That link was very interesting. I took the test and I think it really characterized my son spot on. He is an Extrovert, Intuitive, Perceiver. I do realize that largely the way he behaves is really more about his personality/character than my parenting, etc. We are currently working in a therapeutic setting to help him (and us) identify how to help with his impulsiveness, etc. He has been assessed for other behavioral problems and the psychiatrist we saw does not think he has a defiance "disorder" or anything related to ADD or ADHD, so at least we know there isn't some larger issue we are failing to address.

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Originally Posted by scoobymummy View Post
You may find that part of the defiance is from dealing with school all day. I'm not sure of your situation, but if he's ADD or a sensitive kid, he may just be so overwhelmed by school that he is venting his frustration at home.
Yes, I think a period of deschooling would be in order for him, and I do think he would do well to have a lot of input into activities, subjects to study, etc. I will also spend some more time investigating unschooling for a time. As I said, he is not ADD, but he is a very sensitive kid.

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Originally Posted by AnnR33 View Post
Also, do his teachers say that he does these things in class? Or just with you? That can be very telling for you as a parent.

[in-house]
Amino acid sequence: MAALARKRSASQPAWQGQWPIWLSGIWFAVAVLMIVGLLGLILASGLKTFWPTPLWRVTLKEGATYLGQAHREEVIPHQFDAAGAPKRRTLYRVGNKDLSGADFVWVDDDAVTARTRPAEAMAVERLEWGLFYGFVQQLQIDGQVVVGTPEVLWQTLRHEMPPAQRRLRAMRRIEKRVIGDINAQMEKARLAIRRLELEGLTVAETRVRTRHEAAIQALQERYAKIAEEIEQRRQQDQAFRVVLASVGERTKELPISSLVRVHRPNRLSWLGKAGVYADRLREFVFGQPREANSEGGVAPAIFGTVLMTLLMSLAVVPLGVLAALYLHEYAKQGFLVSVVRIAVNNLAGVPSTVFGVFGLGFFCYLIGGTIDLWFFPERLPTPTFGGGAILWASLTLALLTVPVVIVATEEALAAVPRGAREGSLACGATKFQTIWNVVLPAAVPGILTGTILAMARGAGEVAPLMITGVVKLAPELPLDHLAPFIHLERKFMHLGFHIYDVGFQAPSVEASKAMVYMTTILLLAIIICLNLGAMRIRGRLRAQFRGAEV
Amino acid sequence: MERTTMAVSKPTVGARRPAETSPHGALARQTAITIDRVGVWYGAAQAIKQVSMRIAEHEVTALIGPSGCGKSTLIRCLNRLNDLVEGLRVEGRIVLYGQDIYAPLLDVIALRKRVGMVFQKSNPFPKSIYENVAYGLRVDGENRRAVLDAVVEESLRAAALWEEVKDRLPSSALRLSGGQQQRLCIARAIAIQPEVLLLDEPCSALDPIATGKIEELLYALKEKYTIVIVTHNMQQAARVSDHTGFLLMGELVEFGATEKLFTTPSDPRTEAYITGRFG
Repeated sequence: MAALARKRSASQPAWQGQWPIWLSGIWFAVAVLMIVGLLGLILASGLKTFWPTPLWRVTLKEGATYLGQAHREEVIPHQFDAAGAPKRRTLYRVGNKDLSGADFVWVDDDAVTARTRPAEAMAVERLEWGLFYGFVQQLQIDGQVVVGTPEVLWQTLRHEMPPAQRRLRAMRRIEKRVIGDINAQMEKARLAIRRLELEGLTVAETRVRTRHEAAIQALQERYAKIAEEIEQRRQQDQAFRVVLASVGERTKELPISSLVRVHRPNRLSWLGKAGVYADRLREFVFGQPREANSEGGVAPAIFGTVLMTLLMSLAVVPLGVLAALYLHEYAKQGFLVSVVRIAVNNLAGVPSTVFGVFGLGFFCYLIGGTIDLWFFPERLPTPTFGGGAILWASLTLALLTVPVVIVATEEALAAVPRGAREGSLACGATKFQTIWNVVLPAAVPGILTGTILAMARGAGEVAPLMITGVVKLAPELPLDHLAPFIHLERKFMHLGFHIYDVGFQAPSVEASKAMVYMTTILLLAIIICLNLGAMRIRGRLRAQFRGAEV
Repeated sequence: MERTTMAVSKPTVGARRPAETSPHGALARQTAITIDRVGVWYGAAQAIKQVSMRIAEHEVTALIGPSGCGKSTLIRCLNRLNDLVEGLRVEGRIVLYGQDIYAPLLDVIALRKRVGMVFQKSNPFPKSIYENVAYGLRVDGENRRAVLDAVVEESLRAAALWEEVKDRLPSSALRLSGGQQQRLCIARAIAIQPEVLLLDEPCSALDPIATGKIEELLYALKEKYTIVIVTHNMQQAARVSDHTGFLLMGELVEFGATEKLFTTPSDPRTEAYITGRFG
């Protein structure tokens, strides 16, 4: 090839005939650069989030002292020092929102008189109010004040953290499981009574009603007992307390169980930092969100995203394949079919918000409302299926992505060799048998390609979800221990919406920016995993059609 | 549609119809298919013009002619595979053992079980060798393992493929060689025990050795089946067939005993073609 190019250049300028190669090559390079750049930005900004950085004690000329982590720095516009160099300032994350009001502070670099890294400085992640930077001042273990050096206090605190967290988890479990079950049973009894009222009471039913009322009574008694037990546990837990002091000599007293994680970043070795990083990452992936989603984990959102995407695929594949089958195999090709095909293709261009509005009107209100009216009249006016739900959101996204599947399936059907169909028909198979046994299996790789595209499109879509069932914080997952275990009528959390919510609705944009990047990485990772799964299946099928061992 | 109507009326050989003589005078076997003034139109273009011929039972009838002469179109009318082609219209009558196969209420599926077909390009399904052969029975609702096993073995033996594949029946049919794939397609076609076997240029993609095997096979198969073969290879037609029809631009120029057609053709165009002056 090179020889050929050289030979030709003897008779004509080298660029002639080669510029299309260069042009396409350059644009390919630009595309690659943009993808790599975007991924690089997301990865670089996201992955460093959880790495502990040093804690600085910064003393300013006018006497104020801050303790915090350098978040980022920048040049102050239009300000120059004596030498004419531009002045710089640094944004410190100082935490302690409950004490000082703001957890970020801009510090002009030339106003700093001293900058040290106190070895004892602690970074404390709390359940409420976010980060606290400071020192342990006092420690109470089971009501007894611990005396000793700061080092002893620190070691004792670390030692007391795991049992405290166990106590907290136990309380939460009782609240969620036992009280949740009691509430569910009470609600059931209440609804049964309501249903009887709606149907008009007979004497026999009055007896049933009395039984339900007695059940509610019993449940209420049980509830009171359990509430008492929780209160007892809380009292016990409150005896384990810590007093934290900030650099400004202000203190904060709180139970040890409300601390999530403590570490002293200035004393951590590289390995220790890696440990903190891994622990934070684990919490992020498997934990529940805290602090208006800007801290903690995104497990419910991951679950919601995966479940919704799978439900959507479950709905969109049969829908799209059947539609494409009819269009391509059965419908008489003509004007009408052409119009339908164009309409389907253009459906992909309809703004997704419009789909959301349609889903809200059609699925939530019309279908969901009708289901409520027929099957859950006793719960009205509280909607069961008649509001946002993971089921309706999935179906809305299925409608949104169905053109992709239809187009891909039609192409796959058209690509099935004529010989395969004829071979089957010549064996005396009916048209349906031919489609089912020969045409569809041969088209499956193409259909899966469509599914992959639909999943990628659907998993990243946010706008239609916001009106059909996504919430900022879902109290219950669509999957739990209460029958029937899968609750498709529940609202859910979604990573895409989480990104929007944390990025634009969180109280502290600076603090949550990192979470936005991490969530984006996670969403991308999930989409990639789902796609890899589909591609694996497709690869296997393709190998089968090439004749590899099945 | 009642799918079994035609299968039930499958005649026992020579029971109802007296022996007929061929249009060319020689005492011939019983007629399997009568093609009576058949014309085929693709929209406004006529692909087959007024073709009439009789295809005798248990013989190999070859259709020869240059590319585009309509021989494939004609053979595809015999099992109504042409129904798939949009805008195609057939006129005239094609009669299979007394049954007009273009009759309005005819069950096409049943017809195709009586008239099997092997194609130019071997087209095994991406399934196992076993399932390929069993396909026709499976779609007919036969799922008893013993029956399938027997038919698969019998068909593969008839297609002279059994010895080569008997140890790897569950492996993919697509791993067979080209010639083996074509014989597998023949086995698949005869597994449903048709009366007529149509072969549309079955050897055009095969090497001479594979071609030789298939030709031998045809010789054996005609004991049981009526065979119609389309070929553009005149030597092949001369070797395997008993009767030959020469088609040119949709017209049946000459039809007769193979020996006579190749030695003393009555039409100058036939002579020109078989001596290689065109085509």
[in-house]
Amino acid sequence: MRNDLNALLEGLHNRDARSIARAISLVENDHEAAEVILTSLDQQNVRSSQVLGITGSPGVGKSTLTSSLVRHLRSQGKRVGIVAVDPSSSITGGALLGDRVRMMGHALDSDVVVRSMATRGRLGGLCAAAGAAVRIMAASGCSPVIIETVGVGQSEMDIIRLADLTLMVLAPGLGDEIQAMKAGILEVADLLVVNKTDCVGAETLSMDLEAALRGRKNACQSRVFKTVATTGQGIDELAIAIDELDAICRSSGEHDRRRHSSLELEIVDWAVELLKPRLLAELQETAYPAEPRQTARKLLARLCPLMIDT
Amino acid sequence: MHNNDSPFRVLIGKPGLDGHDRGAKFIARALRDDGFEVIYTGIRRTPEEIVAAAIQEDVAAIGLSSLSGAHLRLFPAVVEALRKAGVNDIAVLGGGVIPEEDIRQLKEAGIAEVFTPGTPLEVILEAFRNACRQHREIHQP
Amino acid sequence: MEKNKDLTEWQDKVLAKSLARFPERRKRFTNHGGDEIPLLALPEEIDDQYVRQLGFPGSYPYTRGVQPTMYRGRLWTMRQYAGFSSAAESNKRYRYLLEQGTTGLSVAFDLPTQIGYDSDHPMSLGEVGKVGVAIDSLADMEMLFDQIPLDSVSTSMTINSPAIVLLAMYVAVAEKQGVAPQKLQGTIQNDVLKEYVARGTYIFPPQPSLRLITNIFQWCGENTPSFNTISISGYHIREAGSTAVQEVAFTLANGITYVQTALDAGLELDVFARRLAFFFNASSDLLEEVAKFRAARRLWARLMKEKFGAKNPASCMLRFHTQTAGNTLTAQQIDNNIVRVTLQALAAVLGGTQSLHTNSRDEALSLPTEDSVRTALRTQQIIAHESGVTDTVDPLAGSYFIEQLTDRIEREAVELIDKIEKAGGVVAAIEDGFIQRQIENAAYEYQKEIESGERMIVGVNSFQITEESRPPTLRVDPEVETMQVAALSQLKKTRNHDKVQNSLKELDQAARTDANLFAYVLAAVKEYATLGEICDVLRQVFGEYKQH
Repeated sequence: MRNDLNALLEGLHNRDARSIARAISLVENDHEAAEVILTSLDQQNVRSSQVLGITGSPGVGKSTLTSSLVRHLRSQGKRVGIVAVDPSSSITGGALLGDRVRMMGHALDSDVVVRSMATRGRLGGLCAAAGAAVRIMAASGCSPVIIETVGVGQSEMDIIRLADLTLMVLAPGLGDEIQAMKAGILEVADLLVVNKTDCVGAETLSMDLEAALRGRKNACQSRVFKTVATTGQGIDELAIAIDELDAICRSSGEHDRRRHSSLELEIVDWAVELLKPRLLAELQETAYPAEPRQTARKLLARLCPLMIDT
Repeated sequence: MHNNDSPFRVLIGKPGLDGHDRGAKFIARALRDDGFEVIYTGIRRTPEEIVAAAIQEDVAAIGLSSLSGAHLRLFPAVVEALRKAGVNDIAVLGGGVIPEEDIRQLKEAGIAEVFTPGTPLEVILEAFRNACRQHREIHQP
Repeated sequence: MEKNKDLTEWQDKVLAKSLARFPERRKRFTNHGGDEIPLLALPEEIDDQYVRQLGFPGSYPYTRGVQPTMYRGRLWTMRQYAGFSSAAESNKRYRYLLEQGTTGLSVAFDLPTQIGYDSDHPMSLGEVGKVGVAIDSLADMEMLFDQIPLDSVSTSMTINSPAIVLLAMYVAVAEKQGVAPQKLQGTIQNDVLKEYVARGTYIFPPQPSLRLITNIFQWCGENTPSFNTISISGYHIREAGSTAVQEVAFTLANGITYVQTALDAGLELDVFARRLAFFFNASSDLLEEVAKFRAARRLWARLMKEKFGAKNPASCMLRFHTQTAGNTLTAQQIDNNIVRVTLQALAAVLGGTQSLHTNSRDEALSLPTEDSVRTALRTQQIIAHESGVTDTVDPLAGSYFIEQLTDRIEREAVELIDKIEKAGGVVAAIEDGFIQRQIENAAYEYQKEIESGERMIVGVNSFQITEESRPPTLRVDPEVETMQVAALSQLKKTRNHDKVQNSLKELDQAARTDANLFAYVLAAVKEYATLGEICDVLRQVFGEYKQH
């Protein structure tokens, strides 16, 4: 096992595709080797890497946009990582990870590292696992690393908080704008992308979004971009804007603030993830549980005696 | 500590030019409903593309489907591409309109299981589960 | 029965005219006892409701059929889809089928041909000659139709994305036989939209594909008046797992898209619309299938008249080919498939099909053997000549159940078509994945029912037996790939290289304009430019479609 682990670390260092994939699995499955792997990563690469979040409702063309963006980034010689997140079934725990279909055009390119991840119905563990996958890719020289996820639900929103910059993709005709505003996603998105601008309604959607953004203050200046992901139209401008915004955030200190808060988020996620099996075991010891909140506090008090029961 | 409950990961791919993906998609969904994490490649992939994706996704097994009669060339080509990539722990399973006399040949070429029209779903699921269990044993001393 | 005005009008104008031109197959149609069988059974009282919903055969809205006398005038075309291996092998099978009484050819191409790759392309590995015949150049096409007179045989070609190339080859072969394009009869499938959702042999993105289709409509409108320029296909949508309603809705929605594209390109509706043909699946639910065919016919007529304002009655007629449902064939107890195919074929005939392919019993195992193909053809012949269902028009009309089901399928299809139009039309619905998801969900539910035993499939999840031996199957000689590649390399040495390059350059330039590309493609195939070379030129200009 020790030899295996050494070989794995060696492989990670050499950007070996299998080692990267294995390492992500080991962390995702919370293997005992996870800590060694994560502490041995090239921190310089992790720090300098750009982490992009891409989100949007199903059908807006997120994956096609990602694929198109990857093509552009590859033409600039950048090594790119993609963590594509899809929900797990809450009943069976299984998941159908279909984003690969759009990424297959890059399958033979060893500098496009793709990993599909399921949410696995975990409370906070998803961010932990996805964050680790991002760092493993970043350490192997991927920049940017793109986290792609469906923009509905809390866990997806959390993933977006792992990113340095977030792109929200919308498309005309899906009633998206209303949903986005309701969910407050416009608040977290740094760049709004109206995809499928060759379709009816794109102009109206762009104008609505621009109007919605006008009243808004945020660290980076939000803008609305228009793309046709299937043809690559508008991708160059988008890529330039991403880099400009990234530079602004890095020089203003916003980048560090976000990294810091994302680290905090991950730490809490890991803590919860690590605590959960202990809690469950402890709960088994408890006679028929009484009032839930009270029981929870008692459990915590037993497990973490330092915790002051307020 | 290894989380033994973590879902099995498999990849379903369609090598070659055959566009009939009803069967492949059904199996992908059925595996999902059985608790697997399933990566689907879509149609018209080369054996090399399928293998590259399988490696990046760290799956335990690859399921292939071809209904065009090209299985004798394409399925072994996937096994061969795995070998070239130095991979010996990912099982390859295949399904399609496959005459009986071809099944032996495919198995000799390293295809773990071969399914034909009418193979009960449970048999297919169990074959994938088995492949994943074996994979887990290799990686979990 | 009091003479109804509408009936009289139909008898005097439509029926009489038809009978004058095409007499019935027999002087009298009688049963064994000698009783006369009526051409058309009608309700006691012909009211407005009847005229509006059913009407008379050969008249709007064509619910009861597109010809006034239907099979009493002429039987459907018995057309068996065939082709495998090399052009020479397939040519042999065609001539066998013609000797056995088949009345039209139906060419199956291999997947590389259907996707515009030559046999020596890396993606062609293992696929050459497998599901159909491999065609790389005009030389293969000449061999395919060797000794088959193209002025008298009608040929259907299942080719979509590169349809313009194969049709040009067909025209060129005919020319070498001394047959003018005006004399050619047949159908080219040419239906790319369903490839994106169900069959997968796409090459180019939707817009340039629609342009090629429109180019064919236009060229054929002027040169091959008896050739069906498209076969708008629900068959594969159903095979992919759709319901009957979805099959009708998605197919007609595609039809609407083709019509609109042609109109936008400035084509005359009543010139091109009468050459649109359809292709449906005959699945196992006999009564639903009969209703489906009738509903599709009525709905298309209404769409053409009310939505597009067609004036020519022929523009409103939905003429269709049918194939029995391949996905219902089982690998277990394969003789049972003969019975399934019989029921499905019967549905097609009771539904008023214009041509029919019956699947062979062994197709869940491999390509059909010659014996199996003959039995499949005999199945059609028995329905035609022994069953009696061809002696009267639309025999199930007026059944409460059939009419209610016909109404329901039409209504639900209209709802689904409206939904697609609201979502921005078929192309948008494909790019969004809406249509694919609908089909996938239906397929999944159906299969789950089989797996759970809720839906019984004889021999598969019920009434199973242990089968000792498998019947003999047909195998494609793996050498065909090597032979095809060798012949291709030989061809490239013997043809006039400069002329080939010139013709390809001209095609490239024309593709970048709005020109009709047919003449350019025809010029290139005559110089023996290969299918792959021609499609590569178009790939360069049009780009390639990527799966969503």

As far as your son's behavior, I would sit down with your DH and discuss this at length. What is acceptable and what is not. Come up with consequences that you will both stick to. Come up with rules that you can all live with and decide how best to implement them. Sit down with your son and tell him this is the way it's going to be. Don't ask him, tell him. Both parents have to be consistent and on board with this.
He can be a little bit argumentative at school, but he's more subtle about it. Rather than just arguing he tries to talk his way into getting what he wants. He's very charming, so most people just acquiesce to him until they start to realize what he's doing. So, his teachers have never seen quite the temper that comes with his argumentativeness. He reserves that for his parents and grandparents . As far as setting down rules, we have done it in so many forms you wouldn't believe it. We have written them down--complete with consequences--and we have involved him in the process each time to get his input. Moreover, we are dogmatic about sticking with the consequences (which are often more unpleasant for us to deal with than they are for him, since we have to listen to his tantrums, etc. when he later loses the stated privilege, etc.). Once he hits a boundary that he doesn't like, he just blows up and it's all over. You can't reason with him or effectively remind him of what he stands to lose. After he calms down, the flames often get ignited all over again when we explain how his behavior has led to this or that consequence. Then, he just refuses the consequence and argues vociferously about it until the whole thing starts all over again.

Thank you all for your input, it has been very productive for me to think about your comments, questions, and suggestions. Please continue to give me any feedback you think might help. I have also been passing this "conversation" on to DH, who is very appreciative as well.

Brin, wife to my best friend , mother of three . and now homeschooling!!!